Sylvia tells the story of one little girl who came into the store and saw cherry tomatoes. She yelled, “Mom! Candy!”

“When that happens, I’ve done my job as a farmer. That’s a winner for everyone right there.”

Taking On Food Waste

In addition to farming, Sylvia is also passionate about the educational opportunity it brings. Over the last several years, she’s been leading the charge on solving the problem of food waste in Nashville—and it all started at her farm.

“We’re trying to become a complete ecosystem here,” she says. “Meaning that if it’s grown here it gets put to good use, while it’s here. The only way it would leave the farm is if it’s being sold to bring new opportunities back into the farm.”

One of the main ways Sylvia has contributed to eliminating food waste is through what she calls the “perfectly imperfect” produce she grows. “I always like to say, not everyone can be a supermodel, nor can every vegetable. They all need love and a home. You just need to know what to do with them. We want our CSA customers to know what to look for—so the person picking out their squash might notice it doesn’t look perfect, but it will taste wonderful and they can use it to make squash casserole.”

Green Door is also very intentional about using their bumper crop and seconds. Their chef, Richard Jones, turns some of it into grab-and-go products in their market. They donate some of their seconds to local organizations like the Nashville Food Project or Second Harvest Food Bank. If nothing else works, then they use it for compost. “So it becomes as close to zero waste as possible because we have numerous branches of the tree to get the product out to the end user, whomever that might be,” Sylvia said.

She’s clear that, while Green Door was her vision, it’s the 32 employees that make it work every day. “I couldn’t do it without them,” she said. “This isn’t the Sylvia Ganier story. It’s really the story of all the people who work out here in the cold, heat, and rain, with all the bugs and everything else. They know how to grow amazing food and take care of customers.”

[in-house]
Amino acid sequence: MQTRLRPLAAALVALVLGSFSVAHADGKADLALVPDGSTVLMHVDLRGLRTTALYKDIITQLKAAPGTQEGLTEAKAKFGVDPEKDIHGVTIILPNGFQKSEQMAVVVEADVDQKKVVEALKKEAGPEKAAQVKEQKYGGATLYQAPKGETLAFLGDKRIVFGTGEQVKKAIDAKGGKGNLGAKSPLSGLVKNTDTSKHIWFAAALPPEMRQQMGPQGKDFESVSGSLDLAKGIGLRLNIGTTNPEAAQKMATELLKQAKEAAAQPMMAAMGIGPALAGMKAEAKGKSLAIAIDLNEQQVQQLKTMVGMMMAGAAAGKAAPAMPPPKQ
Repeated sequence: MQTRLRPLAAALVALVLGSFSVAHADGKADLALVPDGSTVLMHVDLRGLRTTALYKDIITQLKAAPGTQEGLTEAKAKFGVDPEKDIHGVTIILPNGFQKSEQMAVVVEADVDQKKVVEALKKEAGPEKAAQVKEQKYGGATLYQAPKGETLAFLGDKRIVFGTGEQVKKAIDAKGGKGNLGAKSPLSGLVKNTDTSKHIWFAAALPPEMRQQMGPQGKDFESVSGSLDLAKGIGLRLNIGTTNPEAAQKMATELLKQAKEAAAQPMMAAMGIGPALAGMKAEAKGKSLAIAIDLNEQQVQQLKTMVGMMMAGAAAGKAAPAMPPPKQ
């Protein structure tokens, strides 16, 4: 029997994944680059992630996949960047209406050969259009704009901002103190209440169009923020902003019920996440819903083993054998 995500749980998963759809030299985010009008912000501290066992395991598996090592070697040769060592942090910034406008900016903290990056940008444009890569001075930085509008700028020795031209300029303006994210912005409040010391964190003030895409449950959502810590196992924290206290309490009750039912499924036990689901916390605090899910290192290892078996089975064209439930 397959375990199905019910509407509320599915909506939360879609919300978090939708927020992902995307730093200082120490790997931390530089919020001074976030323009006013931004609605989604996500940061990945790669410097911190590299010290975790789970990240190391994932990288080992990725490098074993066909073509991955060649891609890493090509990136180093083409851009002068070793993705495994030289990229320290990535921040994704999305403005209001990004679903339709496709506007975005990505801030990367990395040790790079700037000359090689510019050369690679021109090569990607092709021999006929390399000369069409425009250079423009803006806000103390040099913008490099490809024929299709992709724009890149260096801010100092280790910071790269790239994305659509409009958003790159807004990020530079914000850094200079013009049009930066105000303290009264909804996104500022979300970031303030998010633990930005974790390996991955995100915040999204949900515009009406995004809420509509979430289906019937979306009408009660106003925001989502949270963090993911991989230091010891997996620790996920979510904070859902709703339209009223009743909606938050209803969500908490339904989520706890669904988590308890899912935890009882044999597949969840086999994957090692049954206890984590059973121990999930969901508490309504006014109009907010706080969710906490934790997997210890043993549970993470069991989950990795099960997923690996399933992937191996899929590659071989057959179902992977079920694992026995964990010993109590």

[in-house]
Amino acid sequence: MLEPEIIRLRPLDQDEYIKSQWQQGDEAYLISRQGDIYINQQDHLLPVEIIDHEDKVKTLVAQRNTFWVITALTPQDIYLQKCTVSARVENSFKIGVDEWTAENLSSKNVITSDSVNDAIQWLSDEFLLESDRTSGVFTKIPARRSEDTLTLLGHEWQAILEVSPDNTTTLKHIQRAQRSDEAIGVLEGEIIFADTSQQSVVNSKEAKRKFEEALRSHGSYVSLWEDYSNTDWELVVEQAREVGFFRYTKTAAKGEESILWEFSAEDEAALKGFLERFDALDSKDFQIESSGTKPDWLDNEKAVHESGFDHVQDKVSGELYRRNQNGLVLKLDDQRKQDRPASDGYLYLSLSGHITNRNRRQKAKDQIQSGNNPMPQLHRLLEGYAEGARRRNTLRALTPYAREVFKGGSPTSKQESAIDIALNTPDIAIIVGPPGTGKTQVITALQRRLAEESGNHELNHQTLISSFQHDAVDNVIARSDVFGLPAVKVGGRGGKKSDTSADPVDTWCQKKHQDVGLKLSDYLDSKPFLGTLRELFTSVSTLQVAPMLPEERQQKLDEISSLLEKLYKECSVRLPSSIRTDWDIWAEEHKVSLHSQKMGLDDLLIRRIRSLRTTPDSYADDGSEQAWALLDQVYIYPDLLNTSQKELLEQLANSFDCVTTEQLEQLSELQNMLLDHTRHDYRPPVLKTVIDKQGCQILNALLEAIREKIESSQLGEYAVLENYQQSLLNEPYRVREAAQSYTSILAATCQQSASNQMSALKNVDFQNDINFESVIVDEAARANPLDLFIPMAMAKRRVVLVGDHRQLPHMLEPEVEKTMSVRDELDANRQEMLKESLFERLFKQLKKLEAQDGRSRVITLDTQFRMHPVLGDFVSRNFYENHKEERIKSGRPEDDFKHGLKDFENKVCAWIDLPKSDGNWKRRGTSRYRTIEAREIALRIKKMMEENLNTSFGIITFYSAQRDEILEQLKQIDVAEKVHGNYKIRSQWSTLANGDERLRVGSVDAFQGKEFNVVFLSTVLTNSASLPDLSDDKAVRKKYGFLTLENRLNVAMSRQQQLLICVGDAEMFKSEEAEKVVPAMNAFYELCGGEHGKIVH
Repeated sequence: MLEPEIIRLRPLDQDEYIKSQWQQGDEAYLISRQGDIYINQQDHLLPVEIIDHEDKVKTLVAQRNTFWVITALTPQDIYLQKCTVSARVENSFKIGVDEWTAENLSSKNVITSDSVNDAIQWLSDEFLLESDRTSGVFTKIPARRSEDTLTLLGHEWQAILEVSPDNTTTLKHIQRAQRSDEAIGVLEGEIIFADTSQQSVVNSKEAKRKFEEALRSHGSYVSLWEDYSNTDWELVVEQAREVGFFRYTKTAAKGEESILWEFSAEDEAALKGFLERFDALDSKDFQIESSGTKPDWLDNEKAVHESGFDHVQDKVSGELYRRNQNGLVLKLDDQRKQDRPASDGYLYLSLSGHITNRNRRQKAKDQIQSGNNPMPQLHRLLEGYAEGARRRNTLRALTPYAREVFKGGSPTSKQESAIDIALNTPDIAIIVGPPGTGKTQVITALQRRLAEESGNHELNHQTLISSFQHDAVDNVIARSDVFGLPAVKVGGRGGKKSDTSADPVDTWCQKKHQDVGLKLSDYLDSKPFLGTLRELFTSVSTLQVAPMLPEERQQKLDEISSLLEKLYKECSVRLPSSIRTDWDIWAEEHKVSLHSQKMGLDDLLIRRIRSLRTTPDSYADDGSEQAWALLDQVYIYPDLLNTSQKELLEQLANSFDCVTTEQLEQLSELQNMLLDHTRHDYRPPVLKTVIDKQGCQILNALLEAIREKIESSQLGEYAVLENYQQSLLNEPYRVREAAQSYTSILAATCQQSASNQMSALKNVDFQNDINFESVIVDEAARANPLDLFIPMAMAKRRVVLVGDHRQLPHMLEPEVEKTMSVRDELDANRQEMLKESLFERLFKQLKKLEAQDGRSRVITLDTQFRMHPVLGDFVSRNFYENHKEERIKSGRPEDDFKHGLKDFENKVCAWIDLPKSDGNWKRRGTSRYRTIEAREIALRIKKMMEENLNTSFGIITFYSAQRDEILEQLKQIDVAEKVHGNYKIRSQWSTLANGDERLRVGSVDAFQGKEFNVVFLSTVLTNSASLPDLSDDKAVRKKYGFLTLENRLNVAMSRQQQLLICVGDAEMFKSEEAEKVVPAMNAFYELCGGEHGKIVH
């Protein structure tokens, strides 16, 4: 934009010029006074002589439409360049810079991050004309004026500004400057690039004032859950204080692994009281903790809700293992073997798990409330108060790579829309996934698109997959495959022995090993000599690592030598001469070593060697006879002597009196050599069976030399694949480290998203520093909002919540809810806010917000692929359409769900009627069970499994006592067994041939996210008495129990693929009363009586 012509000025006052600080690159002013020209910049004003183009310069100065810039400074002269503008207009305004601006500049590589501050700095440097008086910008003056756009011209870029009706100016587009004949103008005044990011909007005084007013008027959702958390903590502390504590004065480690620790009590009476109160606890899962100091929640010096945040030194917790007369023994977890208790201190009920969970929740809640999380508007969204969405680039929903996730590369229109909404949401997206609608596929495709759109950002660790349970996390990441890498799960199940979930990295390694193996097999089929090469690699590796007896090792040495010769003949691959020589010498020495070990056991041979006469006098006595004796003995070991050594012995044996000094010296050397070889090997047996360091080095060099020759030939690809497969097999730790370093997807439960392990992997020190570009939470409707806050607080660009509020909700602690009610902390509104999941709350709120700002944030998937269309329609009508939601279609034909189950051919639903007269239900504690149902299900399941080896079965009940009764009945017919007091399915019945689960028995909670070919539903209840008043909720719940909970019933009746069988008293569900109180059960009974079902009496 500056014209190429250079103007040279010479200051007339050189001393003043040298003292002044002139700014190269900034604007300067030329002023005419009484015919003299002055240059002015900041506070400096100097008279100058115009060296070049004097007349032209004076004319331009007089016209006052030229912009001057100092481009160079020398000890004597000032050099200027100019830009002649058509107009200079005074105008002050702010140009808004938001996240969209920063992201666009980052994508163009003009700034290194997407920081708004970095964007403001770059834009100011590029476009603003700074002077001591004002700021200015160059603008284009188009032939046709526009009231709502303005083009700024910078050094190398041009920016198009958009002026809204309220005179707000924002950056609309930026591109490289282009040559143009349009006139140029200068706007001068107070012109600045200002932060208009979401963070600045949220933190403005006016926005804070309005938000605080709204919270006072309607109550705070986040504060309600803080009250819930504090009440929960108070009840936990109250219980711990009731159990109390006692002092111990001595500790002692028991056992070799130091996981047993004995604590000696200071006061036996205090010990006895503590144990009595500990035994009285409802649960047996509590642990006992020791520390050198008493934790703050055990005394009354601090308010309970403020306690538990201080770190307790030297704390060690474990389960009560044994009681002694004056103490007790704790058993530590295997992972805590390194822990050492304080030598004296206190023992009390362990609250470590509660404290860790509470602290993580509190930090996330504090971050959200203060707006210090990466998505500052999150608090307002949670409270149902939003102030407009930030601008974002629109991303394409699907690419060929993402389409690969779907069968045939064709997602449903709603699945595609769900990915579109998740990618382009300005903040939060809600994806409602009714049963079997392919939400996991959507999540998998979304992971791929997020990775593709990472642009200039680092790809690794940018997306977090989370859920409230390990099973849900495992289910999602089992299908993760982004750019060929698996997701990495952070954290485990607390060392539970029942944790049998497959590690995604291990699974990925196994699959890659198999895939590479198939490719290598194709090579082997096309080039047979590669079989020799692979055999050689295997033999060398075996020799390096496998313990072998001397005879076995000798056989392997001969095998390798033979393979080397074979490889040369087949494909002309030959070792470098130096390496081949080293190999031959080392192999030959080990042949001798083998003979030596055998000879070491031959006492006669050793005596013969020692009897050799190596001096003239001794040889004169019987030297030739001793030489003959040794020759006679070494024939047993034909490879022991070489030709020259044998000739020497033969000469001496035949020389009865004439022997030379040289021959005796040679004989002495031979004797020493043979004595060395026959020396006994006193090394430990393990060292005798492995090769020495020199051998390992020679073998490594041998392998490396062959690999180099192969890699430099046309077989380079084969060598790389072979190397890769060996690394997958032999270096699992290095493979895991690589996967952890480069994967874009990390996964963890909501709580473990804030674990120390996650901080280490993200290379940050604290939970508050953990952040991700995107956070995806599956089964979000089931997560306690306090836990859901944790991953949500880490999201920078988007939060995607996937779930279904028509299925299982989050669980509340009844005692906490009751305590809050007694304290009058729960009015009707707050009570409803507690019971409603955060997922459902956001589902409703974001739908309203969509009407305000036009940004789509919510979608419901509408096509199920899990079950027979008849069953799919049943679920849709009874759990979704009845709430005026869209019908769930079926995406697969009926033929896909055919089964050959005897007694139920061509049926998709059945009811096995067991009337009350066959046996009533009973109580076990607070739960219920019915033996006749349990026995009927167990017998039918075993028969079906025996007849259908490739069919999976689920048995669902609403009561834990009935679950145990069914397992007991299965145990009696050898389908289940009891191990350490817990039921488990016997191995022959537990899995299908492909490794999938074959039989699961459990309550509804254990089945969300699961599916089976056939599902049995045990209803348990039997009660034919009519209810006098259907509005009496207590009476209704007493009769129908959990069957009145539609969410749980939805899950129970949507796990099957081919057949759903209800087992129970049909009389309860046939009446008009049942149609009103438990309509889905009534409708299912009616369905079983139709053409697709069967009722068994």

So when you see the sign off River Road, stop by and say hello, Sylvia’s waiting for you.


This is what Sylvia refers to herself as, which reflects her love of the Southern pod. One word about okra and she spouts off random historical (and new) facts that were unbeknownst to us. Did you know that before World War II, okra seeds were ground for coffee? And that the okra plant is a cross between the hibiscus plant and the cotton plant? And that okra will be the vegetable of the future as it is drought resistant?

She’s so enamored of the pod that she’s experimenting with it. She led us back to a sunny corner in one of the greenhouses where she had okra pods (big ones) laid out on a screen. She was drying them so that she can grind the pods to see if they can be used as some kind of thickener (possibly in place of filé powder). Once we started talking about the best way to cook okra, she enthusiastically shared her recipe which is below. According to Sylvia, Green Door Gourmet will be stocked with okra through October. Lucky for us. We can make her recipe.